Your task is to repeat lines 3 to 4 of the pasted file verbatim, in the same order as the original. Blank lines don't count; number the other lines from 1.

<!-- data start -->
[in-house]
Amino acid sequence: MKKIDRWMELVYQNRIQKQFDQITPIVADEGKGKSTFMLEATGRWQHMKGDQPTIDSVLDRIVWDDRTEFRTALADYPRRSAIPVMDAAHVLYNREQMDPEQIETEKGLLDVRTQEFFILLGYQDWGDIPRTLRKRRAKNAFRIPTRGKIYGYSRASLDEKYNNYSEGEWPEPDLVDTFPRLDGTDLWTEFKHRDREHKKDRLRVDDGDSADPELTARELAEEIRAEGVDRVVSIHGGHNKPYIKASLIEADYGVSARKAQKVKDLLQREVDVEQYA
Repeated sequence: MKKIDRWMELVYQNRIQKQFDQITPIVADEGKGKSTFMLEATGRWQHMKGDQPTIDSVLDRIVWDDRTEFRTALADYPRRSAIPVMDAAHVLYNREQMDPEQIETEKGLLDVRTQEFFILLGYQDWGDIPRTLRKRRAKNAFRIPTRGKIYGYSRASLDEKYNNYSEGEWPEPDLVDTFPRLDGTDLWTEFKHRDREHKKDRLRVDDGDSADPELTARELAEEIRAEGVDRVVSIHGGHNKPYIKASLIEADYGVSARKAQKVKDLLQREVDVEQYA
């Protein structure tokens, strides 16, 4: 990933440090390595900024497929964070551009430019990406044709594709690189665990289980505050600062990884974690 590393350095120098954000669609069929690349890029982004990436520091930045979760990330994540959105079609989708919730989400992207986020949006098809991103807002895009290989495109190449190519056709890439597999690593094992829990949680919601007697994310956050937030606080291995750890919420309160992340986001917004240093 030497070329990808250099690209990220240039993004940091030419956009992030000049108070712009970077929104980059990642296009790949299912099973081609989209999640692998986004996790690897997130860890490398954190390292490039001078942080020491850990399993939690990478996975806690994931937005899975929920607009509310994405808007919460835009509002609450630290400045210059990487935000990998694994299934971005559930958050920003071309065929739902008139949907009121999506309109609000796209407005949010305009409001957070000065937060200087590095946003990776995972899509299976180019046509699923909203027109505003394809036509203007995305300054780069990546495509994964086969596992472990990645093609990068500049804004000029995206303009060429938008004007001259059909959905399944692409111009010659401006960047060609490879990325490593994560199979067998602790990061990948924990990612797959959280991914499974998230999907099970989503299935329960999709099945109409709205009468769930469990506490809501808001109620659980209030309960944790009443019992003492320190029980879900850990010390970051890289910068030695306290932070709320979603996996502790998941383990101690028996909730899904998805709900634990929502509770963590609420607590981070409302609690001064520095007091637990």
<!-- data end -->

Repeated sequence: MKKIDRWMELVYQNRIQKQFDQITPIVADEGKGKSTFMLEATGRWQHMKGDQPTIDSVLDRIVWDDRTEFRTALADYPRRSAIPVMDAAHVLYNREQMDPEQIETEKGLLDVRTQEFFILLGYQDWGDIPRTLRKRRAKNAFRIPTRGKIYGYSRASLDEKYNNYSEGEWPEPDLVDTFPRLDGTDLWTEFKHRDREHKKDRLRVDDGDSADPELTARELAEEIRAEGVDRVVSIHGGHNKPYIKASLIEADYGVSARKAQKVKDLLQREVDVEQYA
């Protein structure tokens, strides 16, 4: 990933440090390595900024497929964070551009430019990406044709594709690189665990289980505050600062990884974690 590393350095120098954000669609069929690349890029982004990436520091930045979760990330994540959105079609989708919730989400992207986020949006098809991103807002895009290989495109190449190519056709890439597999690593094992829990949680919601007697994310956050937030606080291995750890919420309160992340986001917004240093 030497070329990808250099690209990220240039993004940091030419956009992030000049108070712009970077929104980059990642296009790949299912099973081609989209999640692998986004996790690897997130860890490398954190390292490039001078942080020491850990399993939690990478996975806690994931937005899975929920607009509310994405808007919460835009509002609450630290400045210059990487935000990998694994299934971005559930958050920003071309065929739902008139949907009121999506309109609000796209407005949010305009409001957070000065937060200087590095946003990776995972899509299976180019046509699923909203027109505003394809036509203007995305300054780069990546495509994964086969596992472990990645093609990068500049804004000029995206303009060429938008004007001259059909959905399944692409111009010659401006960047060609490879990325490593994560199979067998602790990061990948924990990612797959959280991914499974998230999907099970989503299935329960999709099945109409709205009468769930469990506490809501808001109620659980209030309960944790009443019992003492320190029980879900850990010390970051890289910068030695306290932070709320979603996996502790998941383990101690028996909730899904998805709900634990929502509770963590609420607590981070409302609690001064520095007091637990």